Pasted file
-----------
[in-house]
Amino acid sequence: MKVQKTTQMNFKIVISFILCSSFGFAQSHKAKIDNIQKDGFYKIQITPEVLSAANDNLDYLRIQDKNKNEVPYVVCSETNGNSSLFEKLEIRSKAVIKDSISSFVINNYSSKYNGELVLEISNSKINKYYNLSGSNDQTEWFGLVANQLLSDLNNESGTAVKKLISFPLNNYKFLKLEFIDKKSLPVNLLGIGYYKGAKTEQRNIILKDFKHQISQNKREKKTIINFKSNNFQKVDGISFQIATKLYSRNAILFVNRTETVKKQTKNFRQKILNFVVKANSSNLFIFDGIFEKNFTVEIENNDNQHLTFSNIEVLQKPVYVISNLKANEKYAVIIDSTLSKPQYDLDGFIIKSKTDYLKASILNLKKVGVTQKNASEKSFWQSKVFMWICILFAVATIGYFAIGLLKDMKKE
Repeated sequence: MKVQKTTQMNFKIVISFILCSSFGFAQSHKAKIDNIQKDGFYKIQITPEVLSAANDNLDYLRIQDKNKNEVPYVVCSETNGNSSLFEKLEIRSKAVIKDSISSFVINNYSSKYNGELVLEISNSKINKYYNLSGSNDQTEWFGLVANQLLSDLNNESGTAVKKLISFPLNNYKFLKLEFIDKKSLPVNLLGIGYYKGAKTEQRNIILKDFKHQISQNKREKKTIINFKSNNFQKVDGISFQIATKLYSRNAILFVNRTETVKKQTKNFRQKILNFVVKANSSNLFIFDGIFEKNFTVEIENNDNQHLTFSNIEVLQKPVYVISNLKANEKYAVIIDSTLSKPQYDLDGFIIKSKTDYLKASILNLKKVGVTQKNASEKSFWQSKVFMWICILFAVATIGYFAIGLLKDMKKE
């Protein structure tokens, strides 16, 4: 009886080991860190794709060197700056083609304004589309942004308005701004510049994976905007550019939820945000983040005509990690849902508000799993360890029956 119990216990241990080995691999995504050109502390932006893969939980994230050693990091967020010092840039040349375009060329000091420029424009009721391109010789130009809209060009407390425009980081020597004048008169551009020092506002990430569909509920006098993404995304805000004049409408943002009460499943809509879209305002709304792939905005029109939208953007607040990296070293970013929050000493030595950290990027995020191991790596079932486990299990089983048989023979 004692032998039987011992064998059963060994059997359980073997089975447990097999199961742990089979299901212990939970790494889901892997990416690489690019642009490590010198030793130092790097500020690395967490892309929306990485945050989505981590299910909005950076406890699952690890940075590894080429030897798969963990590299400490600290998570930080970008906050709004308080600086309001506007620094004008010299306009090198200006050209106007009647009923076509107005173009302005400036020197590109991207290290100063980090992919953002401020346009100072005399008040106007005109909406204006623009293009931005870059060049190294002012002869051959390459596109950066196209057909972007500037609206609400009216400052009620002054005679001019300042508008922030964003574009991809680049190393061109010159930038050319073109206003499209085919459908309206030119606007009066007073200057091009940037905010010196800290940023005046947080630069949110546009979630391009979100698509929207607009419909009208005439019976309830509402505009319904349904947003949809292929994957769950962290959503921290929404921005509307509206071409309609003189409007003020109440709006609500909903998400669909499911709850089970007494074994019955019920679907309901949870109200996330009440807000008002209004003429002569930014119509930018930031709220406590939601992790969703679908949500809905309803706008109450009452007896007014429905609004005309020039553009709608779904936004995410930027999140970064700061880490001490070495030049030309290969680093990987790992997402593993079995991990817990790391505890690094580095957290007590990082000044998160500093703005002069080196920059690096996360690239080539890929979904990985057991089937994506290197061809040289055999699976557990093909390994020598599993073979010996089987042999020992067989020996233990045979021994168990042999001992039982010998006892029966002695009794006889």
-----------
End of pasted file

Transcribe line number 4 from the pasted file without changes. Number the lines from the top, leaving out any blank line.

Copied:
């Protein structure tokens, strides 16, 4: 009886080991860190794709060197700056083609304004589309942004308005701004510049994976905007550019939820945000983040005509990690849902508000799993360890029956 119990216990241990080995691999995504050109502390932006893969939980994230050693990091967020010092840039040349375009060329000091420029424009009721391109010789130009809209060009407390425009980081020597004048008169551009020092506002990430569909509920006098993404995304805000004049409408943002009460499943809509879209305002709304792939905005029109939208953007607040990296070293970013929050000493030595950290990027995020191991790596079932486990299990089983048989023979 004692032998039987011992064998059963060994059997359980073997089975447990097999199961742990089979299901212990939970790494889901892997990416690489690019642009490590010198030793130092790097500020690395967490892309929306990485945050989505981590299910909005950076406890699952690890940075590894080429030897798969963990590299400490600290998570930080970008906050709004308080600086309001506007620094004008010299306009090198200006050209106007009647009923076509107005173009302005400036020197590109991207290290100063980090992919953002401020346009100072005399008040106007005109909406204006623009293009931005870059060049190294002012002869051959390459596109950066196209057909972007500037609206609400009216400052009620002054005679001019300042508008922030964003574009991809680049190393061109010159930038050319073109206003499209085919459908309206030119606007009066007073200057091009940037905010010196800290940023005046947080630069949110546009979630391009979100698509929207607009419909009208005439019976309830509402505009319904349904947003949809292929994957769950962290959503921290929404921005509307509206071409309609003189409007003020109440709006609500909903998400669909499911709850089970007494074994019955019920679907309901949870109200996330009440807000008002209004003429002569930014119509930018930031709220406590939601992790969703679908949500809905309803706008109450009452007896007014429905609004005309020039553009709608779904936004995410930027999140970064700061880490001490070495030049030309290969680093990987790992997402593993079995991990817990790391505890690094580095957290007590990082000044998160500093703005002069080196920059690096996360690239080539890929979904990985057991089937994506290197061809040289055999699976557990093909390994020598599993073979010996089987042999020992067989020996233990045979021994168990042999001992039982010998006892029966002695009794006889």